Effective Supervision Probation : How Effective Is It?

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Tiffany Thomas
Seminar in Criminal Justice
Term Paper
Due November 24, 2015
Intensive Supervision Probation: How effective is it?

Due to the increase of correctional populations that continue to exceed its’ capacity, correctional alternatives were created. Correctional alternatives were to alleviate both prison crowding and the threat to public safety posed by serious offenders (Flores, Holsinger, Latessa, Lowenkamp, & Makarios, 2010). Rehabilitation in the 1970s was a variable correctional goal however by the 1980s intermediate sanctions developed . Intermediate sanctions consist of house arrest, electronic monitoring, boot camps, day reporting centers, intensive supervision probation or parole, community service, fines, and curfews (Tonry, 1990). These sanctions offer community based punishments that focus on deterrence, incapacitation, and retribution (Tonry, 1990).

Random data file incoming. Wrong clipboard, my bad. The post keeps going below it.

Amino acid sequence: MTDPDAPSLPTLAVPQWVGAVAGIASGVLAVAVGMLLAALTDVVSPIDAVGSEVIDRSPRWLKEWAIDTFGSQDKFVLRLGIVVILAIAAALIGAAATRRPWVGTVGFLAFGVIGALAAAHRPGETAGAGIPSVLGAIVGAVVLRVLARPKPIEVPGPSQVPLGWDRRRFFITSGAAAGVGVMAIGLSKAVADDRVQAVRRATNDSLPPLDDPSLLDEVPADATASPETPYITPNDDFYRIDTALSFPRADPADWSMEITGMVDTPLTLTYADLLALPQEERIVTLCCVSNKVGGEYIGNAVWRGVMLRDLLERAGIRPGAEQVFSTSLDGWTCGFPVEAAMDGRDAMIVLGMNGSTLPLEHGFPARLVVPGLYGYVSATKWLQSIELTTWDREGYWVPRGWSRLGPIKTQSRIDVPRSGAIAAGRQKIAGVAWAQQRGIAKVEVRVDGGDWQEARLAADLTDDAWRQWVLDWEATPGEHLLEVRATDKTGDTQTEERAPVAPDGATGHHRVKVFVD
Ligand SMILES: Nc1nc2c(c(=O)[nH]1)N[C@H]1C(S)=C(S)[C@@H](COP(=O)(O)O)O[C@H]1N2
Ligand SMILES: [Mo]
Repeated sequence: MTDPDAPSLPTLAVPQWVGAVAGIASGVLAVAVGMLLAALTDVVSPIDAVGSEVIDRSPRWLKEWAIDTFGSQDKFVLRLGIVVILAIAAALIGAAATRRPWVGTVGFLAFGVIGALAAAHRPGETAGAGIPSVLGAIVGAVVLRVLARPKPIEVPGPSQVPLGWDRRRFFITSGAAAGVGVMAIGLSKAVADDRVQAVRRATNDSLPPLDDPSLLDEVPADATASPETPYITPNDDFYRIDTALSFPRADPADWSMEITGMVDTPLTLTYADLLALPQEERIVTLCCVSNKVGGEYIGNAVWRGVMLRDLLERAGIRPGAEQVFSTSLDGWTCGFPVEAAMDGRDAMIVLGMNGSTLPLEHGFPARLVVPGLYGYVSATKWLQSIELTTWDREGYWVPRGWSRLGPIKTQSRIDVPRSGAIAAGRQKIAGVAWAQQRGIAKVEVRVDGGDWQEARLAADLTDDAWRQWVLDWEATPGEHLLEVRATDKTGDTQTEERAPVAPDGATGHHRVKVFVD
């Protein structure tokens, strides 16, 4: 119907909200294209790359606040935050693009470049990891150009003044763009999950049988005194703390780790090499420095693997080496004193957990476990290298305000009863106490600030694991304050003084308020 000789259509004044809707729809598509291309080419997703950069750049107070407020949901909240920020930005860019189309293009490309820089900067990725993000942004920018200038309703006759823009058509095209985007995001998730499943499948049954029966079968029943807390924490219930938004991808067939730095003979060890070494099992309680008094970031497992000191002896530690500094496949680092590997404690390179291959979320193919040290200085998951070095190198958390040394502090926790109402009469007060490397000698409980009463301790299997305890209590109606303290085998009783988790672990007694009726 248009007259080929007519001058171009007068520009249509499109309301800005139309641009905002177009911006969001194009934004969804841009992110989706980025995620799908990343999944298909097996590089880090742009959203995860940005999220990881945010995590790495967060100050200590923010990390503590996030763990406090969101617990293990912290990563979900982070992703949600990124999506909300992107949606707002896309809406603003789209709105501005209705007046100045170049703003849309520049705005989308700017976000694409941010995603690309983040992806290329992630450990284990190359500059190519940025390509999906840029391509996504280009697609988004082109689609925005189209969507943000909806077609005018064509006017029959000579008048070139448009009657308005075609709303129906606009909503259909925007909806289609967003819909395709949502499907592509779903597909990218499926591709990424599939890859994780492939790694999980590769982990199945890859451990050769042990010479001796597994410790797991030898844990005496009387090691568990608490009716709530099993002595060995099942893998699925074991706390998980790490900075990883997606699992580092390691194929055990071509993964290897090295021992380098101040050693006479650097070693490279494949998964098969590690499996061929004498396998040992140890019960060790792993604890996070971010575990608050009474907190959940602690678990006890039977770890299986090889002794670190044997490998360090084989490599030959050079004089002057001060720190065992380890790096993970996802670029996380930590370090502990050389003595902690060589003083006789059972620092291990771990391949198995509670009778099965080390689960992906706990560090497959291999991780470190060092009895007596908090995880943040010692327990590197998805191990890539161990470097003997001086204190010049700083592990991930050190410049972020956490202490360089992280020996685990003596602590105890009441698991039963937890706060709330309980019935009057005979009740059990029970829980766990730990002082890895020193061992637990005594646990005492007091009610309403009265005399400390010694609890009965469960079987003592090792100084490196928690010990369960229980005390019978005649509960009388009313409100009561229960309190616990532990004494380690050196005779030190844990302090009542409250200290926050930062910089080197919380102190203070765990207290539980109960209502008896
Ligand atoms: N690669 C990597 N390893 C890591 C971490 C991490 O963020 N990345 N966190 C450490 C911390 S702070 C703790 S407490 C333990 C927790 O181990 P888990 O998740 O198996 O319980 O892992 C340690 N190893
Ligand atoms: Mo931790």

The most common intermediate sanction created to divert offenders from the correctional system is Intensive Supervision Probation also known as ISP. Although ISPs originally sought out to provide an alternative to the correctional system, ISPs were also meant to maintain a high degree of control and surveillance in the community (Fulton, Latessa, Stichman, & Travis, 1997). Intensive supervision probation was implemented in the 1950s. The original idea was for officers to have smaller caseloads so that offenders could be monitored more closely however, in the 1970s probation departments experienced
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